Mobile Lactation Services
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|Posted on December 13, 2018 at 4:24 PM|
When you talk about positioning there are actually a lot of things to consider. I always say positions are a guide you have to tweak a position to make it work for yourself rather than trying to perfectly mimic a position that you saw someone else do or that you read in a book or something you saw on the Internet. It's very important that you actually tweak the position to work for you specifically you and your baby. People have often said to me " oh the cradle is my favorite position or the cross cradle or football is my favorite position". But I have found over the years that there are many things to consider when positioning a baby.
1. The position and comfort of the mother. Did mom have a c-section and she is laying on her back. Does she have a 3rd degree tear, an episiotomy or hemorrhoids that prevent her from sitting straight up.
2.The size of the baby. Large , Small, Long?
3.The size and shape of the breast. Round, Tubular, Triangular?
4. The type of nipple and its location. Does it point downward? Does it retract?
5. What side you are breastfeeding on. Oftentimes you may even have to use a different position on one breast than the other.
6. There may be an oral cavity issue like a tongue tied or bubble palate.
7.Where you're sitting or laying. What type of furniture you are using. Does your chair have arms?
8.You may need to consider the comfort of the baby in a special way, for example if the baby has a fractured shoulder or a twisted neck or clubbed feet or a circumcision.
9. The size of mom's fingers. The distance from her thumb to her index finger determines how well she's able to hold her breast during breastfeeding and how well she's able to position her baby. The amount of space from the wrist to the elbow makes a big difference, because if she has very large breasts she will not be able to use a cradle position, because she'll lose the stability of the baby's head as it moves further towards the wrist area.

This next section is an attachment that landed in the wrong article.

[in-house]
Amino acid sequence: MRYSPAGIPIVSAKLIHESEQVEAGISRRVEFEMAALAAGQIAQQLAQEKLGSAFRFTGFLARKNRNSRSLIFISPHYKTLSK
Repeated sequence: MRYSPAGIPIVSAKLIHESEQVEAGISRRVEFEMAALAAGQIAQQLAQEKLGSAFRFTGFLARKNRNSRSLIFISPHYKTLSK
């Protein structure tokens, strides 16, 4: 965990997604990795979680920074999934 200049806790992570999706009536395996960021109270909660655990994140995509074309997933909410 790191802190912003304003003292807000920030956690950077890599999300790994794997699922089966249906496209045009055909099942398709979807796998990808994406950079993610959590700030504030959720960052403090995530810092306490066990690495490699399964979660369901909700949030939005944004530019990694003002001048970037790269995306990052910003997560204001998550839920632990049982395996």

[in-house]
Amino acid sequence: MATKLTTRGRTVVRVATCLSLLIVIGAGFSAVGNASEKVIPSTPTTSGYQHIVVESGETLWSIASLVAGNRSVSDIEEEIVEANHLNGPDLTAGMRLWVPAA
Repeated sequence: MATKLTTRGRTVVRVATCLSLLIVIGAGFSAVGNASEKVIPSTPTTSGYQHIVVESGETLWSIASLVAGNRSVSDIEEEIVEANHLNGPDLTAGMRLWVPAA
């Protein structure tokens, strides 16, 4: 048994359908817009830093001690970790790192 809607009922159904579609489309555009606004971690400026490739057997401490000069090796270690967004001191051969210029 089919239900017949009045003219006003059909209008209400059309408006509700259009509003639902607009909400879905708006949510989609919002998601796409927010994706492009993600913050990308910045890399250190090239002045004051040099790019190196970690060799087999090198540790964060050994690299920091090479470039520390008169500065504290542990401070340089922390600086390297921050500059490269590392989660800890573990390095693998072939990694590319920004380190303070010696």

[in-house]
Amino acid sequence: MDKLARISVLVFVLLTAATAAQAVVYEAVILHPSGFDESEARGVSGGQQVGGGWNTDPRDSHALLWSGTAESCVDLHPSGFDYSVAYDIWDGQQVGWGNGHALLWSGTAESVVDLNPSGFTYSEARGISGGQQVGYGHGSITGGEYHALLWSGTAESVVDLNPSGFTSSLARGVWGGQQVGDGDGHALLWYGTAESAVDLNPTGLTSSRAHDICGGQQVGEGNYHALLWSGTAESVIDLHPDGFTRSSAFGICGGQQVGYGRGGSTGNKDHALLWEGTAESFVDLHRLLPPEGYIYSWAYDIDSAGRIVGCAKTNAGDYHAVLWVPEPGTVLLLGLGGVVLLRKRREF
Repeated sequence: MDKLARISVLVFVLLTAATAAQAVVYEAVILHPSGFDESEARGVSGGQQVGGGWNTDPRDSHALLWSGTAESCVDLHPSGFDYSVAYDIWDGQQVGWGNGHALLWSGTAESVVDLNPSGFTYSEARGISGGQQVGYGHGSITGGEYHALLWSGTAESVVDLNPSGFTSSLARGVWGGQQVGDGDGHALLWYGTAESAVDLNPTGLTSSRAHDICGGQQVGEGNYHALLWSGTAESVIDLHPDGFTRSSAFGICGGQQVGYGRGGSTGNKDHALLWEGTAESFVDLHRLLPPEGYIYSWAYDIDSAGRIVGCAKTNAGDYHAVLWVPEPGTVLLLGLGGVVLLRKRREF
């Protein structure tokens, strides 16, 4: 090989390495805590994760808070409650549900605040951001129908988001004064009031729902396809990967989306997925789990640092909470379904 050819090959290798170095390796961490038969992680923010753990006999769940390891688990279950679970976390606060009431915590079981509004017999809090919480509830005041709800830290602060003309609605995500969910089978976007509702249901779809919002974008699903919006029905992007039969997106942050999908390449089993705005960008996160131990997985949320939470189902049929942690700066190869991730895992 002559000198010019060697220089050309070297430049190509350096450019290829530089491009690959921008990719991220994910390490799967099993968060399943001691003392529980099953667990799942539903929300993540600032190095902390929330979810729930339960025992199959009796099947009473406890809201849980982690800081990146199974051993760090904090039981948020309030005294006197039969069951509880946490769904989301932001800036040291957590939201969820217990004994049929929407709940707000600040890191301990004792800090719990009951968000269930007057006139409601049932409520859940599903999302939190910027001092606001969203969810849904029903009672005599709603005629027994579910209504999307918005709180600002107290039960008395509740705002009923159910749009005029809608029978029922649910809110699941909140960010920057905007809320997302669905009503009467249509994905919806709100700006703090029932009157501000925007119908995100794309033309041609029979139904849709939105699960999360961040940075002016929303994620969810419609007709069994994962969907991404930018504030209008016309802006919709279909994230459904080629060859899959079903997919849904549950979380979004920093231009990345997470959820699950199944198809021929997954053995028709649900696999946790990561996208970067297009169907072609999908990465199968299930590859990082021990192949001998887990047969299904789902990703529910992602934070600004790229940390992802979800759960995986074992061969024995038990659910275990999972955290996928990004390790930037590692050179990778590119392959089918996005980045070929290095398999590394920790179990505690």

10. Does Mom have a very long torso or is Mom obese and her breast lean to the side. Does Mom have a large tummy therefore eliminating the lap space that a pillow would have sat on.
My advice is be open-minded. Be comfortable, start with basic positioning and tweak it according to where you are and what works for you. The baby should always be tummy to tummy with Mommy no matter what position. You should start positioning with Mom's comfort. Once mom is comfortable and in a secure position, then you start to secure a position for the baby. But what you don't want to do is put Mom in a position or Mom get yourself into a position and then once you position the baby readjust your own position. You want to stay in the position that you start with during a latch so get comfortable. Get the baby into a good position right in front of the breast. Don't hold the baby by the neck. Support the baby's head. Don't lay the baby on the pillow, hold the baby and use the pillow for support. Don't hold the baby's arms behind them, no one wants to eat with their hand twisted behind them. Try to get the hands around the breast as if giving the breast a hug if possible. Some people like to swaddle the baby. But swaddles usually work more when babies are younger. And some babies just don't like being covered up. Try to give the baby a little skin. Skin-to-skin is always great and has continuous benefits for mom and baby. Once mom and baby are in a comfortable position. Hold the breast in a C or U shaped hold with fingers away from the nipple and areola complex, therefore not blocking the baby from getting a deep latch. Use an anatomical latch technique by positioning the baby chin to breast nose to nipple. Use the nipple to tickle from the nose downwards rolling out the bottom lip therefore causing the breast to land above the tongue and deep into the oral cavity.
I also teach what I call tickle back away which is; tickling the lip or nose area of the baby with the nipple to trigger rooting, yet, slightly backing away, and coming back to allow the baby to open wide. Once the baby actually gives you a nice wide open mouth with the tongue down allow the breast to land deep into the mouth above the tongue and get up to the pallet to trigger the suck reflex.